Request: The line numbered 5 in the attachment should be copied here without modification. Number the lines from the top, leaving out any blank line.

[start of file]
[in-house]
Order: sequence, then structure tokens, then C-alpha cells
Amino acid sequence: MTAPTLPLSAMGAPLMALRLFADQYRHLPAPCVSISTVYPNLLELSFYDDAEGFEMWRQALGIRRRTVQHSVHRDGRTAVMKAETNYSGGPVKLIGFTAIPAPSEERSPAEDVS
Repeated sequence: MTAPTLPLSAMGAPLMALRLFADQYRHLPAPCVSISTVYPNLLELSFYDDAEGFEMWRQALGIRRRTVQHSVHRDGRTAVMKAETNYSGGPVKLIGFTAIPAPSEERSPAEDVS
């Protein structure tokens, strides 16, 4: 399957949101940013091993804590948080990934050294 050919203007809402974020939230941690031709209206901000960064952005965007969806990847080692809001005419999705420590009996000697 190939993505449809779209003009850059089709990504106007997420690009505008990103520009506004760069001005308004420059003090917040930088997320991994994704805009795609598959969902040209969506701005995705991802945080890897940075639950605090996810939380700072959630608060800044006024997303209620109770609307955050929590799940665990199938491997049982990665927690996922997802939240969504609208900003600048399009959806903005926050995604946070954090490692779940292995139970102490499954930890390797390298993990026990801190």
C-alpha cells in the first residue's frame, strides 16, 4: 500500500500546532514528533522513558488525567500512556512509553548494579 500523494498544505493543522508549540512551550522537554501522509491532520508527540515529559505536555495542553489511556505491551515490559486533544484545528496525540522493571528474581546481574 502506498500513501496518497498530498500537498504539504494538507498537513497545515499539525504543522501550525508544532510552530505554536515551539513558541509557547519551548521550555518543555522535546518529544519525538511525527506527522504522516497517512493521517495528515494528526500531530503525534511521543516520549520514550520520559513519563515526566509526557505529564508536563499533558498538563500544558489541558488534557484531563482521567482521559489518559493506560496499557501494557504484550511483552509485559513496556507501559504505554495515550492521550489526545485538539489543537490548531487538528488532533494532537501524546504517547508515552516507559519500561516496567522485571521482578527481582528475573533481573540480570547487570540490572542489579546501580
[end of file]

């Protein structure tokens, strides 16, 4: 399957949101940013091993804590948080990934050294 050919203007809402974020939230941690031709209206901000960064952005965007969806990847080692809001005419999705420590009996000697 190939993505449809779209003009850059089709990504106007997420690009505008990103520009506004760069001005308004420059003090917040930088997320991994994704805009795609598959969902040209969506701005995705991802945080890897940075639950605090996810939380700072959630608060800044006024997303209620109770609307955050929590799940665990199938491997049982990665927690996922997802939240969504609208900003600048399009959806903005926050995604946070954090490692779940292995139970102490499954930890390797390298993990026990801190």